The Kenai Peninsula Borough School District has seen a 42-percent increase in their Students in Transition program from this time last year. The 16-year-old program provides services to homeless students and students no longer in the custody of their parent or legal guardian.
As of Sept. 12, there have been 98 students referred to the program. There were 69 students identified at this time last year.
“These are only the students we know of, not necessarily all the homeless students present within our District,” Kelly King, the district’s Students in Transition coordinator, said. “We work very hard to identify and support as many as we can, but we know there are more that we aren’t aware of, for a variety of reasons.”
King has been the coordinator for nearly 11 years, and works with Jane Dunn, a liaison in Homer who serves the southern peninsula.
“Our job is to identify homeless students within the school district,” King said.
Referrals come from a variety of places, including students, parents and school staff. When a student is referred, King does a needs assessment to make sure the child qualifies for the federal definition of homelessness. After a student is enrolled, they are enrolled for the entire school year. Youth enrolled in the program must be attending school. Needs relating to school attendance are addressed by the program, including school supplies, hygiene products, free meals, transportation to and from school and all of those things that can be a big stressor for a family when they’re housing situation is vulnerable, King said.
“Our whole goal is to make sure students have access to education and that they can have everything they need to succeed while they are there,” King said.
Enrollment in the program is always high at the beginning of the year. However, King said she couldn’t attribute any one thing to the rise in enrollment this year, compared to last year. There is no carrying over from one year to the next — each student must re-enter the program every year.
“Are staff and teachers getting better at identifying students?” Pegge Erkeneff, the district’s communications liaison, said. “Kelly said ‘no,’ it’s nothing specific.”
Erkeneff said the spike in enrollment is interesting because of the nicer fall weather the area has been experiencing.
“We always see a spike when the weather gets cold,” Erkeneff said. “So, in the fall when it gets colder, numbers jump. Or as soon as we have our first big cold spells in October and November, we’ll see a spike. But now, it’s warm. The weather is nice. For people who are tent camping, the weather isn’t affecting them that much, yet.”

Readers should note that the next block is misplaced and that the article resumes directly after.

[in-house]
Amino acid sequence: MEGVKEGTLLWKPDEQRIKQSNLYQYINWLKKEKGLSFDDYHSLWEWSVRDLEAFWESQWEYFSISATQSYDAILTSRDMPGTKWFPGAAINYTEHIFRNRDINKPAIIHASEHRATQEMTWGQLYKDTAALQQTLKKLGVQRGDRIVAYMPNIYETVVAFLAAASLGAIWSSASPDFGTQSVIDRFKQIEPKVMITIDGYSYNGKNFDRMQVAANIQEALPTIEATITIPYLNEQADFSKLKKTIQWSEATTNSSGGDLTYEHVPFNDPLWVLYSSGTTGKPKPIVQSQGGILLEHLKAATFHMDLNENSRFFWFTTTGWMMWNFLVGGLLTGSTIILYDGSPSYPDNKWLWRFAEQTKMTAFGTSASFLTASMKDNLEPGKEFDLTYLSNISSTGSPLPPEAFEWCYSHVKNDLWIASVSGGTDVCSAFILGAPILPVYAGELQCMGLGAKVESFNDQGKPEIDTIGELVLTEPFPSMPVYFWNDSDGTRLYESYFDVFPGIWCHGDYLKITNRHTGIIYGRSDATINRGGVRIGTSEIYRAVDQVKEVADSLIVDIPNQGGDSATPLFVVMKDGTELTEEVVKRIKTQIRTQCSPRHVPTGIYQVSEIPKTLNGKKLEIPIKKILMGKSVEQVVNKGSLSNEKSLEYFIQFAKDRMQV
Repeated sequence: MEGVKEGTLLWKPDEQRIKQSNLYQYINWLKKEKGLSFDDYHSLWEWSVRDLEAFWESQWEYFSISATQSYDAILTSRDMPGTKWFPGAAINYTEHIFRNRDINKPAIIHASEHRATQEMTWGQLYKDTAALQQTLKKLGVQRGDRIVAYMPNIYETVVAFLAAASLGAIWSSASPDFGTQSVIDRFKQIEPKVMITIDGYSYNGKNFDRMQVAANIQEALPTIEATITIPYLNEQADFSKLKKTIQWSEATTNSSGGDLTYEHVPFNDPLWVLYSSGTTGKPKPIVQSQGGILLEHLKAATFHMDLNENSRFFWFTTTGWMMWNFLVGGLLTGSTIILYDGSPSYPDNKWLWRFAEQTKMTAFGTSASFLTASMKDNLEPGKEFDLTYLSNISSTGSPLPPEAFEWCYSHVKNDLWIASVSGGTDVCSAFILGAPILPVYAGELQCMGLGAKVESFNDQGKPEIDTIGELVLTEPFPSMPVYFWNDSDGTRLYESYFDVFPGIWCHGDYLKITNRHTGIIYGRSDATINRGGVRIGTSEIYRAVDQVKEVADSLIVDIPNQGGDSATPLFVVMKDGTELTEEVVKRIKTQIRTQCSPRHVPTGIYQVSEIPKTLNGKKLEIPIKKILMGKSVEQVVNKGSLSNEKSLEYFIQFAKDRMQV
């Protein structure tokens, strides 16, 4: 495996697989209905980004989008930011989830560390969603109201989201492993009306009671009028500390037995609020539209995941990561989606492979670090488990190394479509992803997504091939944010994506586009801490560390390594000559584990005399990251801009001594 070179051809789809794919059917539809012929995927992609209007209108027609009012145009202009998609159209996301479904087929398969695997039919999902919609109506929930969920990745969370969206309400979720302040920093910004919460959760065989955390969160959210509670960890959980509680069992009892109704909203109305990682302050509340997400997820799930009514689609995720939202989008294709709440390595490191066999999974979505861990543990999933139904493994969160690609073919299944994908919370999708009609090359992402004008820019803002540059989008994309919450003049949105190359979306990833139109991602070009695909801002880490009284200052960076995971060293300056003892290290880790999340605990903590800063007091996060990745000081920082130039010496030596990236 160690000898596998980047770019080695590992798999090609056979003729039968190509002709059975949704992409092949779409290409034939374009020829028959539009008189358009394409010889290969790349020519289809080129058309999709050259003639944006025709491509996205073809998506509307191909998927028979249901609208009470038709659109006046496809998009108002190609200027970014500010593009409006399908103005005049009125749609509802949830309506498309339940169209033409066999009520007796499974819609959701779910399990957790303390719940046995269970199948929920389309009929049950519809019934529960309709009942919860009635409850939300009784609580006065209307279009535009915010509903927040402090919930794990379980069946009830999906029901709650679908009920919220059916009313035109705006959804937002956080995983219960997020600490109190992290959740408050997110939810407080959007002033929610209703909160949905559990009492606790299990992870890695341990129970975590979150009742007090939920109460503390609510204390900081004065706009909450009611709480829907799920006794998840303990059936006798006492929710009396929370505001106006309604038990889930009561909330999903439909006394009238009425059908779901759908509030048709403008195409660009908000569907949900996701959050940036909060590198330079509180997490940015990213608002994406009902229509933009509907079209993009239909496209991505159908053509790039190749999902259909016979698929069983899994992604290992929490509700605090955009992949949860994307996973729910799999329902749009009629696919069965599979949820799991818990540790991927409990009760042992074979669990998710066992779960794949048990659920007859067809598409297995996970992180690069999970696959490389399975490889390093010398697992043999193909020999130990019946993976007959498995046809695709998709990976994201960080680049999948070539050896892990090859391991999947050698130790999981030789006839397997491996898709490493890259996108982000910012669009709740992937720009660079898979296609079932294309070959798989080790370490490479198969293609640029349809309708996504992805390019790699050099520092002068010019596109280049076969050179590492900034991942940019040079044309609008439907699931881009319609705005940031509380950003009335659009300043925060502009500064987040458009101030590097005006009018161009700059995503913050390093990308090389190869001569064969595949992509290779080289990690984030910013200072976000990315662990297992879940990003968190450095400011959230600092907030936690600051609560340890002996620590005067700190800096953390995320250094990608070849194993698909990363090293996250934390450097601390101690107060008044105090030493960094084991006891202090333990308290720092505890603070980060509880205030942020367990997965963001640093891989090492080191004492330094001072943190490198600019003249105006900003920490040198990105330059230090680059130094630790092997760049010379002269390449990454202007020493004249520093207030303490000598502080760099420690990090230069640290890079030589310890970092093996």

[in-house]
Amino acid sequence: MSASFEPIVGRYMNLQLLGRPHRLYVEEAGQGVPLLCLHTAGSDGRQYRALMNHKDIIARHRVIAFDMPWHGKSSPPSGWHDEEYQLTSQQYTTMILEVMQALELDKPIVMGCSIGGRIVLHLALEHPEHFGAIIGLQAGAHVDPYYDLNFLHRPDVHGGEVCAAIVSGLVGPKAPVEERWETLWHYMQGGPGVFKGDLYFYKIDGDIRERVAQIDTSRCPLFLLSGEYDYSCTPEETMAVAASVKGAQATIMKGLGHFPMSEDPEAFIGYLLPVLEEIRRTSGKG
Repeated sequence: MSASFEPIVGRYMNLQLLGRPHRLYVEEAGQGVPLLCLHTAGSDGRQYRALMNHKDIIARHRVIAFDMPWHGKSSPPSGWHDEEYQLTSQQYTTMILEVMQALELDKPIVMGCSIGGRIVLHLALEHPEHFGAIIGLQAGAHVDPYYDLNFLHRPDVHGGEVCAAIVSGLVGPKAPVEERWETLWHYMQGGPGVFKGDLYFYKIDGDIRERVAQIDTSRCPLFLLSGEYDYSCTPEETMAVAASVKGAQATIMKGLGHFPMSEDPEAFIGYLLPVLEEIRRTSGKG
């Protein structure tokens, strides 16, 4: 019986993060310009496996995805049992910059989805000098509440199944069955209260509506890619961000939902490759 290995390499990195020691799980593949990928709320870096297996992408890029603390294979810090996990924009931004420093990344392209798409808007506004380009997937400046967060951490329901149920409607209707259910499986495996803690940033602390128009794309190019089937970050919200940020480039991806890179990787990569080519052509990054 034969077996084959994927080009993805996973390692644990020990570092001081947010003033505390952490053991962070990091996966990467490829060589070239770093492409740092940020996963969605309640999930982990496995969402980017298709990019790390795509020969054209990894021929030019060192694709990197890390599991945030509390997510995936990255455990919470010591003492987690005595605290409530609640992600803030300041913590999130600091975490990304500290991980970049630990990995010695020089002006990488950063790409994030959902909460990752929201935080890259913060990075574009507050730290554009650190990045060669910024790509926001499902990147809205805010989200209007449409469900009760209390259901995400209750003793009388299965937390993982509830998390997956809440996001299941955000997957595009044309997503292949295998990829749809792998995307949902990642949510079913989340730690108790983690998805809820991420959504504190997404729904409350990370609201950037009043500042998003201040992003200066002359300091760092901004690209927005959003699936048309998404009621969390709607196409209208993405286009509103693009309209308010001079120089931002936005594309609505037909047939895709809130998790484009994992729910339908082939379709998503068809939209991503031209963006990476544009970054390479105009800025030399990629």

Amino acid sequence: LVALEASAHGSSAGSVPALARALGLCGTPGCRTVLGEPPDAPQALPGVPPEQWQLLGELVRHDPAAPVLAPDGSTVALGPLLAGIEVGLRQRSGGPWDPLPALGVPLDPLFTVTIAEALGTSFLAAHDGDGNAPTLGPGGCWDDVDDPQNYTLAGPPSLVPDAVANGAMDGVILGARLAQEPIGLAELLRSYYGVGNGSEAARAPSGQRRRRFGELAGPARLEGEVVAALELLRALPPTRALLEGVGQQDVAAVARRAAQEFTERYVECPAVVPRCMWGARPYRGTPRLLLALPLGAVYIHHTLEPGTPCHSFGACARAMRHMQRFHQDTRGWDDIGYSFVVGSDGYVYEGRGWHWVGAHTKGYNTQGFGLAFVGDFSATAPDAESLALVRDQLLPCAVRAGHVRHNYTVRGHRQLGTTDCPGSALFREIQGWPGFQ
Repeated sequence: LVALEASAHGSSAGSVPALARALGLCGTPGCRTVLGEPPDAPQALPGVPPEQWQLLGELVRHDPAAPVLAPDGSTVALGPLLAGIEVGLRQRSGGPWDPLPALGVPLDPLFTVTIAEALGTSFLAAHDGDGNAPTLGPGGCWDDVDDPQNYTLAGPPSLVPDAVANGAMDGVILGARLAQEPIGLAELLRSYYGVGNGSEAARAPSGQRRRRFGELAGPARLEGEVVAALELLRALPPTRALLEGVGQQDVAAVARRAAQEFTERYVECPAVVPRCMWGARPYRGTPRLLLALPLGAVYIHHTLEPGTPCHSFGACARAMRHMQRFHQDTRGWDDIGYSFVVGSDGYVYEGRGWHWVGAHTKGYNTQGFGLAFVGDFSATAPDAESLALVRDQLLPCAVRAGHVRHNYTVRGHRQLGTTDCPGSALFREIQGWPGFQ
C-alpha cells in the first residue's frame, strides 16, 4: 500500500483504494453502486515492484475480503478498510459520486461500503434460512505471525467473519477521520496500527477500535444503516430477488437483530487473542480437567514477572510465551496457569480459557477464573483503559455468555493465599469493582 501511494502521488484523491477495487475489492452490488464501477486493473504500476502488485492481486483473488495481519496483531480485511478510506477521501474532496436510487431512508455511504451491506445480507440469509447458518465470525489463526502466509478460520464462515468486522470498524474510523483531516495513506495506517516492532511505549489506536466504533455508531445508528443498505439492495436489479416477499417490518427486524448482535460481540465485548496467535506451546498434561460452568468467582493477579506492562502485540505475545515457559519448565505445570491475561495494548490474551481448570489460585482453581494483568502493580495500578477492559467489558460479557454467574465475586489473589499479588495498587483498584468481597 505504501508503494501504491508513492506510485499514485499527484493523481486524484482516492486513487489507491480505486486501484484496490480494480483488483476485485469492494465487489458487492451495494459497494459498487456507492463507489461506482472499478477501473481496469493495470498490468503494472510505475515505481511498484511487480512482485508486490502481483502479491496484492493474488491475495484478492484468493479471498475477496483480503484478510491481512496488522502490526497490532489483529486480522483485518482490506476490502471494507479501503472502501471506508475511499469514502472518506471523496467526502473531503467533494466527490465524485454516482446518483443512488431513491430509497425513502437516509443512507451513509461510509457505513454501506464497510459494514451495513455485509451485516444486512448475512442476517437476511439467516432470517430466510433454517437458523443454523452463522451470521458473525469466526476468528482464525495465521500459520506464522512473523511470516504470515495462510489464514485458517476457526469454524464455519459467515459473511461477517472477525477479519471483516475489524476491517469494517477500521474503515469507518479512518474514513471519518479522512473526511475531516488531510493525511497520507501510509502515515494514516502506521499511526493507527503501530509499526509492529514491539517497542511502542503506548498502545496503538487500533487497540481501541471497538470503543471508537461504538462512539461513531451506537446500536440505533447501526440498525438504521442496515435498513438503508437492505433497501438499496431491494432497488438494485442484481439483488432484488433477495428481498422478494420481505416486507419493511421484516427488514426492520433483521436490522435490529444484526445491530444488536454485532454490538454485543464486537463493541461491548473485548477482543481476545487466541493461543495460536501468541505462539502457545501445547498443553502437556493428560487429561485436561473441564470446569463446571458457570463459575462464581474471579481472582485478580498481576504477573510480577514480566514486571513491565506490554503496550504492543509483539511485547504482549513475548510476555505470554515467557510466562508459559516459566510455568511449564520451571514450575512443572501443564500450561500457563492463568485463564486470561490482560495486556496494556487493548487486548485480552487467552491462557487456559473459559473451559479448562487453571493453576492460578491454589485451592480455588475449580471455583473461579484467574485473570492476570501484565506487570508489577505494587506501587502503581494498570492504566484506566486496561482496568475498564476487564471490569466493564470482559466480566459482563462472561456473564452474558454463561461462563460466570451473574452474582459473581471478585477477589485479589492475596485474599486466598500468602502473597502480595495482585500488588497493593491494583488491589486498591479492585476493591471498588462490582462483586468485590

King said families will often do the best they can until the cold hits, after which those families tend to reach out to available resources.
Enrollment will continue to grow all the way until the last day of school. On average, the program serves around 250 students per year.
“Even if a student becomes permanently housed, the chances of them becoming homeless again are very high, “ King said. “We really try to follow with the support and services for the entire year.”
King said the central peninsula is one of the only communities of its size that does not have a family or youth shelter in place.
“We’re not driving by those facilities on the Kenai, because they don’t exist,” King said. “It takes our attention away from an issue that is actually happening. Bringing awareness that homelessness is even a problem in our community is huge because it’s rather invisible.”
Homelessness within the district is spread out. In areas with a larger population like Homer and Soldotna, more students are enrolled in the program.
In Nikiski, there are six students enrolled in the Students in Transition program. In Kenai, that number is more than double, with 15 enrolled. Seven Kasilof students are enrolled in the program. In Soldotna and Sterling, there are 22 students enrolled. Six Seward students are enrolled in the program. Homer has 27 students enrolled, and the combined area of Anchor Point, Ninilchik, Nanwalek, Port Graham and Seldovia has 15 students enrolled in the program.
The district used to hold a vigil for homelessness to bring awareness to the issue. One year, an anonymous donor donated $10,000 to the program, Erkeneff said.
People who are interested in donating to the program can help in two ways. There is a donations account set up for the program that becomes useful after grants run out, which King said is usually around Christmas. Another way is to support the agencies that support the children outside of the district like the Kenai Peninsula Food Bank, Love INC, and the LeeShore Center.
King said students and families become homeless for a variety of reasons, including domestic violence, natural disaster, illness or disease and little-to-no health insurance, lack of affordable housing within a community, divorce or death in a family, substance abuse or mental health disorders, loss of a job or lack of employment or abandonment.
“There is no single reason why people experience homelessness, despite certain stereotypes that are often presented,” King said.
Reach Victoria Petersen at firstname.lastname@example.org.